Photo: 1932-built Cua Bac Church.

Cua Bac

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Cua Bac Church was built in 1932 by the French and is one of the most important in Hanoi today for Catholics.


Photo of Cua Bac

Originally called Church of the Martyrs, the 700-capacity church was designed in a somewhat eclectic style by French architect Ernest Hebrard, featuring a bell tower on one side of the main building and various Art Deco touches though the roof tiles remain in Vietnamese style.

In November 2006, US President George W. Bush attended a joint worship service here among Vietnamese Catholics and Protestants, saying afterwards that: "A whole society is a society which welcomes basic freedom, and there’s no more basic freedom than the freedom to worship..." President Bush’s visit came as the United States had hailed the government for its improvements in advancing religious freedom.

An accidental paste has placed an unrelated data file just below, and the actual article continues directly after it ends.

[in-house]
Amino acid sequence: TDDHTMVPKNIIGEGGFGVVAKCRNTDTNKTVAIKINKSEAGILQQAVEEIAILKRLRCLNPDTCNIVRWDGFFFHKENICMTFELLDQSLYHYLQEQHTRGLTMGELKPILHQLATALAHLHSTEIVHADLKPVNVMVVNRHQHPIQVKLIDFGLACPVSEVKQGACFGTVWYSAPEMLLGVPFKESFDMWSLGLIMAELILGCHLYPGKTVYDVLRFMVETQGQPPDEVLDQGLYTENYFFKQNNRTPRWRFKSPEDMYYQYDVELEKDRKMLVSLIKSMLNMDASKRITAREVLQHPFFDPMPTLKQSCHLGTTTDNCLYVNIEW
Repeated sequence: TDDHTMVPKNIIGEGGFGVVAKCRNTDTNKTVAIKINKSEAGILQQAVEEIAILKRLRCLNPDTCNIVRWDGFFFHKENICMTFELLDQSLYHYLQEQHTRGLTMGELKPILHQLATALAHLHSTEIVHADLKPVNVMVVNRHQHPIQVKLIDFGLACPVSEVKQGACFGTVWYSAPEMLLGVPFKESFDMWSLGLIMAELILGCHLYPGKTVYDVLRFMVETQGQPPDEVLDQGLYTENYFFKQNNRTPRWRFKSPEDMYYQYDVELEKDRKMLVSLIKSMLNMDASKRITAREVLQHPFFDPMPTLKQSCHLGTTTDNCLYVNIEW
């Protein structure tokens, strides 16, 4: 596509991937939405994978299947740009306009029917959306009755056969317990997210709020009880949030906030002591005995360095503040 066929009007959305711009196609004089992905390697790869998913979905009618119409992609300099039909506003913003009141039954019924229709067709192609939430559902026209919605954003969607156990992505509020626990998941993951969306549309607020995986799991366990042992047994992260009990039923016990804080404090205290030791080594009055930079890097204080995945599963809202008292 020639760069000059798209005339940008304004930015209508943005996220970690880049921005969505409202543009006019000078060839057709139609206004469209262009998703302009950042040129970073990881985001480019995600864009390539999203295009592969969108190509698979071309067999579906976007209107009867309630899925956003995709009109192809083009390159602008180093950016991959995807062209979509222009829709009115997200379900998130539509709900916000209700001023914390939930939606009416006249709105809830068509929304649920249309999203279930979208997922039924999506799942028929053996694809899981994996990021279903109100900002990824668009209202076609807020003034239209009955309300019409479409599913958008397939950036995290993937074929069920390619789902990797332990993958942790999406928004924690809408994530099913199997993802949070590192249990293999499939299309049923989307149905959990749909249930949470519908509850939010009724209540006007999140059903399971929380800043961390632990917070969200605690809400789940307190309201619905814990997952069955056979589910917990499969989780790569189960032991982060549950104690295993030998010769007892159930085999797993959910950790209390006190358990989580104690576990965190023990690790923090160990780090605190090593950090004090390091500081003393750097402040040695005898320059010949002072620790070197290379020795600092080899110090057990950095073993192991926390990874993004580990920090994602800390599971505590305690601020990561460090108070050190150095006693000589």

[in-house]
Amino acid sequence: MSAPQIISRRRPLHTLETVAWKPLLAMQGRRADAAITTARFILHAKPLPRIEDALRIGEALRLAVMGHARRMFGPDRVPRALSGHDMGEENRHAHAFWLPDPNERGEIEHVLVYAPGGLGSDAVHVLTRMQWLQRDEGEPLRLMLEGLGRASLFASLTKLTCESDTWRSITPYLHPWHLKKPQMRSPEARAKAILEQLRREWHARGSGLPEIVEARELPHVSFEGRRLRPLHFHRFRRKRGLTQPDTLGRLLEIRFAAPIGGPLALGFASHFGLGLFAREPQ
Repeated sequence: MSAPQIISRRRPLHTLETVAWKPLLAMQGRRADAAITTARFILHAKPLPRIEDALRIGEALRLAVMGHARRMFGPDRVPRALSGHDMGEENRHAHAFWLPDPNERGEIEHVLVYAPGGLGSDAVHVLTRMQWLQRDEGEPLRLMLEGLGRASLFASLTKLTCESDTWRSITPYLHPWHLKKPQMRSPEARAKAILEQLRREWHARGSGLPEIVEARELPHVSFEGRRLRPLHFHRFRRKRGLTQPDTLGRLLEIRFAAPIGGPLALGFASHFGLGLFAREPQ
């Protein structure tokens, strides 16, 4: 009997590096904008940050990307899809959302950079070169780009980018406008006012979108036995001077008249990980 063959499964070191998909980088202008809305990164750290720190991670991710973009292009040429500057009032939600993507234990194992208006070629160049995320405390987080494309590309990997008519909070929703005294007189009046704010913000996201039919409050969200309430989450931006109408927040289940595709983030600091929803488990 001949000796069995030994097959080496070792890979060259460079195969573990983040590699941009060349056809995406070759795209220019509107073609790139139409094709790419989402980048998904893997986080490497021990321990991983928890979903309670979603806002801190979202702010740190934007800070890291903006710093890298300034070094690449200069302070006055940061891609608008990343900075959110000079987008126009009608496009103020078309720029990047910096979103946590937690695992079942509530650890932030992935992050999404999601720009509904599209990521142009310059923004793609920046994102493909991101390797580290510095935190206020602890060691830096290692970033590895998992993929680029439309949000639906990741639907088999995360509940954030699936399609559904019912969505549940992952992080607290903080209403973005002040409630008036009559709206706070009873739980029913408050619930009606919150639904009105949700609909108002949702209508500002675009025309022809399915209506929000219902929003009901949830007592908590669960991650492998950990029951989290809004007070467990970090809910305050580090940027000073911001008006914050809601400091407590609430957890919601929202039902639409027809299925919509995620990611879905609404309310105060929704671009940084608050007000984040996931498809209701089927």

The church was renovated in 2014, when it was given a fresh coat of ochre paint, wiping away something of its erstwhile crumbling charm. Aesthetics aside, along with St Joseph’s Cathedral, Cua Bac is one of the most important for Catholics in the city.

Today the church’s name of Cua Bac is taken due to its proximity to the Thang Long Citadel’s Northern Gate (Cua Bac); while you might not seek this church out unless you’re attending a service, you can pop your head in if you’re visiting the citadel without going out of your way.


Cua Bac
56 Phan Dinh Phung St, Hanoi
Admission: Free

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